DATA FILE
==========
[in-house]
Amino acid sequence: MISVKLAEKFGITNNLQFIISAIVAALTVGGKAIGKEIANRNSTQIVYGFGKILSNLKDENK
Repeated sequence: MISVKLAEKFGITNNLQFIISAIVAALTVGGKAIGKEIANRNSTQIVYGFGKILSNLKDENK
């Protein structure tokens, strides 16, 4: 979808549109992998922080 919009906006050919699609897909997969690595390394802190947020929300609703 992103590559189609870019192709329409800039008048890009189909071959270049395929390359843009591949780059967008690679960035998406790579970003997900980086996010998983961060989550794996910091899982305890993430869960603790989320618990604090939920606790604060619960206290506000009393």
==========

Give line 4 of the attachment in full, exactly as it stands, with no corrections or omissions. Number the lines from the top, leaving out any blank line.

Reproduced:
């Protein structure tokens, strides 16, 4: 979808549109992998922080 919009906006050919699609897909997969690595390394802190947020929300609703 992103590559189609870019192709329409800039008048890009189909071959270049395929390359843009591949780059967008690679960035998406790579970003997900980086996010998983961060989550794996910091899982305890993430869960603790989320618990604090939920606790604060619960206290506000009393």